The eye lens not only provides and excellent model system for development, aging, and protein structure and interaction, but is important clinically for vision. A better understanding of cataractogenesis will come through an understanding of the molecular components of the lens of the eye and the ways in which lesions of these components are manifested, structurally and functionally, as opacity of the lens. Currently, several different genetic congenital cataracts are being studied by linkage analysis, physical mapping, mutational screening, and expression in transgenic mice and in vitro. In addition, it is apparent that hereditary lesions that mimic or contribute additively to environmental stress known to cause cataracts might be candidate genes for causing age related cataracts. Age related cataracts are being studied by association analysis and sequencing of candidate genes followed by molecular genetic investigation of wild type and mutant gene structure and function. The work in this project is designed to specifically concentrate on congenital and complex hereditary cataracts and to take full advantage of molecular technology developed for linkage analysis and protein structural and functional studies. Lens crystallins comprise over 90% of the soluble protein of the lens and are heavily modified in most cataracts. The effects that specific modifications of beta and gamma-crystallin structure produce on crystallin functions, such as stability and formation of macromolecular aggregates, are being studied using SF9 cells or bacteria transformed with coding sequences of normal and modified beta A3/A1-, B1, B2- and gammaS-crystallin genes. Regions of the beta-crystallin molecule of special interest include the amino and carboxy terminal arms, the connecting peptide and the Greek key motifs of the core domains. In addition, new loci and genes associated with age related cataract are being identified, and the characteristics of mutations leading to congenital Mendelian or age related complex cataracts are being studied. Finally, the biological activity of crystallins in extralenticular systems are being investigated.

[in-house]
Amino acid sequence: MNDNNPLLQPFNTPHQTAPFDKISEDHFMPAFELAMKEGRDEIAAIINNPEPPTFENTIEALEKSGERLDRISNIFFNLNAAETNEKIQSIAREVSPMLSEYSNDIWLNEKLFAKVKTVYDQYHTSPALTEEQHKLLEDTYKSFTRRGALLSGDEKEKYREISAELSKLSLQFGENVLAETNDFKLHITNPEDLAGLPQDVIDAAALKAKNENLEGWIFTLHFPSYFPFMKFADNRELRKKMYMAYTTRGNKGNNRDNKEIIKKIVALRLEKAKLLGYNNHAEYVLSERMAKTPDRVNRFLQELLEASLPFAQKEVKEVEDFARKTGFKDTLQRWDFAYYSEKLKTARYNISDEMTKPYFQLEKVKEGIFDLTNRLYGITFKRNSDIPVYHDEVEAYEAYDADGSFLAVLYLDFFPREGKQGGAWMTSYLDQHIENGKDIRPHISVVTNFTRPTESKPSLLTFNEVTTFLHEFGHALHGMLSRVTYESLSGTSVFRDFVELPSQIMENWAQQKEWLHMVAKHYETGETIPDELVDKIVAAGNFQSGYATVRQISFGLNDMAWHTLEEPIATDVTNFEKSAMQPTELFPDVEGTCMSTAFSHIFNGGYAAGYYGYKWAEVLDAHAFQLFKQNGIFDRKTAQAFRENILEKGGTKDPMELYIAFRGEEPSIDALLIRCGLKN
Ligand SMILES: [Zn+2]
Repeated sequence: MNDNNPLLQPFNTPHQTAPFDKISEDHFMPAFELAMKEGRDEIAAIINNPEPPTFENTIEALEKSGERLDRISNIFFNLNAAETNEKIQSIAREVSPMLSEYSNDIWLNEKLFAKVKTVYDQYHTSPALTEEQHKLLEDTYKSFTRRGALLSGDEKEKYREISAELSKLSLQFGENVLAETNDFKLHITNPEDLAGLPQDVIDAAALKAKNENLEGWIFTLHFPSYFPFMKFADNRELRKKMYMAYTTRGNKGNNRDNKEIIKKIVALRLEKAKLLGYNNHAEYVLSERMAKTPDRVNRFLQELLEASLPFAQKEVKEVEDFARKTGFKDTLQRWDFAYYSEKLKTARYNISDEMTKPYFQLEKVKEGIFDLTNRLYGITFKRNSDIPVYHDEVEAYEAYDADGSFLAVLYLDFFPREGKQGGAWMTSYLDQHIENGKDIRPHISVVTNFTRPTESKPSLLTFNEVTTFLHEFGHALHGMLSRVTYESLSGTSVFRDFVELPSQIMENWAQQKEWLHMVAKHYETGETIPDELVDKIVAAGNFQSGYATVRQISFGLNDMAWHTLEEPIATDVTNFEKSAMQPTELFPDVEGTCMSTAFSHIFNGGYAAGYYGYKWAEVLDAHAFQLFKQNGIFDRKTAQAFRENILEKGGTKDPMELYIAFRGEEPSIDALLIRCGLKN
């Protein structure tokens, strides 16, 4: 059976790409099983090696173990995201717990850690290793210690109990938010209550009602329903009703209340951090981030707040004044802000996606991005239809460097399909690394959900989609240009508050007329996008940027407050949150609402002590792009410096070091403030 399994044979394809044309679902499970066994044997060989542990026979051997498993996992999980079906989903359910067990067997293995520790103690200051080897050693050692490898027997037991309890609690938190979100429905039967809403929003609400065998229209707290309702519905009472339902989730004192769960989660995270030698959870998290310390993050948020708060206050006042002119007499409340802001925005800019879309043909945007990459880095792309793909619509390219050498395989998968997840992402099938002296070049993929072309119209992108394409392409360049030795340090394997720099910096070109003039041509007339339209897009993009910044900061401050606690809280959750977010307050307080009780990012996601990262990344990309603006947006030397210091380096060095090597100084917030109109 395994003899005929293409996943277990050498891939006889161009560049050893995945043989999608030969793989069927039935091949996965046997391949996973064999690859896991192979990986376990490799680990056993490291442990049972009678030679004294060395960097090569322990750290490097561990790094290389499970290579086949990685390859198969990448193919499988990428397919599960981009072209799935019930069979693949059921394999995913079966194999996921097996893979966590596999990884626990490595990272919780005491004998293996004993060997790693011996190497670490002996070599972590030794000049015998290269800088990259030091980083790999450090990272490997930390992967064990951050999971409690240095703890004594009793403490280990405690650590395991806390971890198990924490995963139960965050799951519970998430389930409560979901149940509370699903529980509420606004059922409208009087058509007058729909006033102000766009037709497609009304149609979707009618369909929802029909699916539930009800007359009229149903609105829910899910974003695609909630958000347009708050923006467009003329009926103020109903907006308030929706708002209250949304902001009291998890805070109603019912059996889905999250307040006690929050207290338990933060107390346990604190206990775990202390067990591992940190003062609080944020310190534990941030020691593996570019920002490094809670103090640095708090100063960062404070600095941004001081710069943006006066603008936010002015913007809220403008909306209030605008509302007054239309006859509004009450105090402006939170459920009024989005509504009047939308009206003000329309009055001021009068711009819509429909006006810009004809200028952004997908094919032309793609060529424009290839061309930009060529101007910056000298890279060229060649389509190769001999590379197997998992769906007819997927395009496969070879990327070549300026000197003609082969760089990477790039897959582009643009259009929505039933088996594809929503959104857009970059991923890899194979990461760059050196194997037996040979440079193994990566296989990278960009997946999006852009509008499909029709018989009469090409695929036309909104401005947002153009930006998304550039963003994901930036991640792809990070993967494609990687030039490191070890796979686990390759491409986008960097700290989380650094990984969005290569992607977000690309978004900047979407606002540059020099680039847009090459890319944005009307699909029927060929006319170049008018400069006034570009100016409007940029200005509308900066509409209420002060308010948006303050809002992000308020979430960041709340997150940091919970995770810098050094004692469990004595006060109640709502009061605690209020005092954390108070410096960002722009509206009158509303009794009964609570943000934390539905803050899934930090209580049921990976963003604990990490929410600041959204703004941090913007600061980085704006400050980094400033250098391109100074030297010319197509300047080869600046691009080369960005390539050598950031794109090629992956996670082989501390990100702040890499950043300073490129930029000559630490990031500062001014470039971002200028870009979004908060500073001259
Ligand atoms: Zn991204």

National Institute of Health (NIH)
National Eye Institute (NEI)
Investigator-Initiated Intramural Research Projects (ZIA)
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U.S. National Eye Institute
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Shiels, A; Hejtmancik, J F (2013) Genetics of human cataract. Clin Genet 84:120-7
Ma, Zhiwei; Piszczek, Grzegorz; Wingfield, Paul T et al. (2009) The G18V CRYGS mutation associated with human cataracts increases gammaS-crystallin sensitivity to thermal and chemical stress. Biochemistry 48:7334-41
Chan, May P; Dolinska, Monika; Sergeev, Yuri V et al. (2008) Association properties of betaB1- and betaA3-crystallins: ability to form heterotetramers. Biochemistry 47:11062-9
Sinha, Debasish; Klise, Andrew; Sergeev, Yuri et al. (2008) betaA3/A1-crystallin in astroglial cells regulates retinal vascular remodeling during development. Mol Cell Neurosci 37:85-95
Shiels, Alan; Bennett, Thomas M; Knopf, Harry L S et al. (2008) The EPHA2 gene is associated with cataracts linked to chromosome 1p. Mol Vis 14:2042-55